A Belfast-based loyalist has defended his decision to link up with the extremist BNP.
Former Orangeman James Dowson, who runs Midas Consultancy, told Sunday Life that he had “no problem” providing senior members of the right-wing party with management training and marketing skills.
Scots-born Dowson, who is also a hardline anti-abortion campaigner, has been responsible for helping the BNP send letters to businesses throughout the UK in a bid to raise cash.
The loyalist, who makes regular trips to Northern Ireland, helped mastermind the party’s ‘Truth Truck’ campaign, which included lorries visiting towns in England to spread the BNP’s ‘nationalist message’.
And Dowson, who admitted coming from a “loyalist background”, claimed the BNP’s message would soon be coming to Northern Ireland.
He said: “I specialise in a business pool which includes Belfast and Scotland and I’m proud to describe myself as a loyalist and a unionist.
“A wide range of organisations come to us because we provide management training and marketing skills.
“When the BNP contacted us, I had no option but to work with them — it was an exciting business proposal.
“I understand the truth truck could soon be on its way to Northern Ireland, but that’s nothing to do with me.”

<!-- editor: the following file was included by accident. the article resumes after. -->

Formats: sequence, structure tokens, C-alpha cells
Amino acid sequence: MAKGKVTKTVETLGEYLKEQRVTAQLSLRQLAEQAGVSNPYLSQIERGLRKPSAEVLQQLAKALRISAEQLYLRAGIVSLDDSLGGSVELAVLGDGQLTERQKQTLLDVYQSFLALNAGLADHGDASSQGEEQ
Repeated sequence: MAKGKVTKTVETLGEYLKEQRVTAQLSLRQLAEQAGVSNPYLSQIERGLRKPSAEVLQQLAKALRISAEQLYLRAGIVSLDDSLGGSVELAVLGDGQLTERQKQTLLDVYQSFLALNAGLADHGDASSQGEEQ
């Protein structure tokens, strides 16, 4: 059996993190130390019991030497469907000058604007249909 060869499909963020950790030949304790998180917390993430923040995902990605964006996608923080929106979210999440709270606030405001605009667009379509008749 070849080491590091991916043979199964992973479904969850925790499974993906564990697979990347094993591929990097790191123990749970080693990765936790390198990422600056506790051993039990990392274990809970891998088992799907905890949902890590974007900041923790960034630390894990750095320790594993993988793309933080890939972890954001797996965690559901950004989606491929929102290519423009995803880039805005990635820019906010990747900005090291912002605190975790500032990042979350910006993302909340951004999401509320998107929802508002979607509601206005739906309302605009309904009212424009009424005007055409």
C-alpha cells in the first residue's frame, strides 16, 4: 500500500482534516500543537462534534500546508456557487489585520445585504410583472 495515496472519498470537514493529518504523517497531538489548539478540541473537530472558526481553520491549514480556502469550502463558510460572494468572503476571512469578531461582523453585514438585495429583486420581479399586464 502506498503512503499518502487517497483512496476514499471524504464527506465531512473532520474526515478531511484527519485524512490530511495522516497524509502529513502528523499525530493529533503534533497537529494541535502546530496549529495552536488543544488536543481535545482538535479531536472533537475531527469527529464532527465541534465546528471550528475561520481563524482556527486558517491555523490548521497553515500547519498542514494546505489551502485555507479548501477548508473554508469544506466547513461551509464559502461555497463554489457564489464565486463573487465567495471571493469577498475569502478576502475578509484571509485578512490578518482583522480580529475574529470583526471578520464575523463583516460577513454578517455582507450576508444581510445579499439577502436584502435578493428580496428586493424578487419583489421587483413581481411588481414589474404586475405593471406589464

Added Dowson: “The BNP are not an illegal organisation so why shouldn’t I work with them? I don’t think their members are involved in criminal activity.
“I have worked in Northern Ireland for a long time, but not for any proscribed organisations. The BNP is not a proscribed organisation.
“It would be wrong for me to pontificate about the views of the BNP and I honestly can’t think of anyone I wouldn’t work with.”
The link between the BNP and Dowson caused concern among anti-racism campaigners in the province.
Said one campaigner: “Dowson’s marketing plan is nothing more than a begging letter.
“The BNP is in very serious financial trouble and this is how they think they can get money.
“The BNP may not be illegal, but they articulate views which clearly motivate people to commit very serious attacks on minorities.”
Last year Northern Ireland’s only Chinese politician slammed the BNP’s latest attempt at a recruitment drive in the province.
The right-wing party published a leaflet — entitled ‘What Now for Northern Ireland?’ — claiming the province was on its way to a “multi-cultural hellhole” and that towns her had become “dumping-grounds” for migrants.
But Alliance MLA Anna Lo said she was “disgusted” by the BNP's intolerant language — and said the party was wasting its time in Northern Ireland “because people are not racist here”.
She added: “There is an element of inciting hatred. There is no attraction in Northern Ireland for this type of politics and I would discourage this party from coming over here. We have always had good race relations in Northern Ireland. There may be the odd incident, but that does not represent the majority of people here.”
In 2006, the BNP’s leader Nick Griffin was cleared by a court of stirring up racial hatred — a move that prompted then-chancellor Gordon Brown to consider changing Britain's race laws.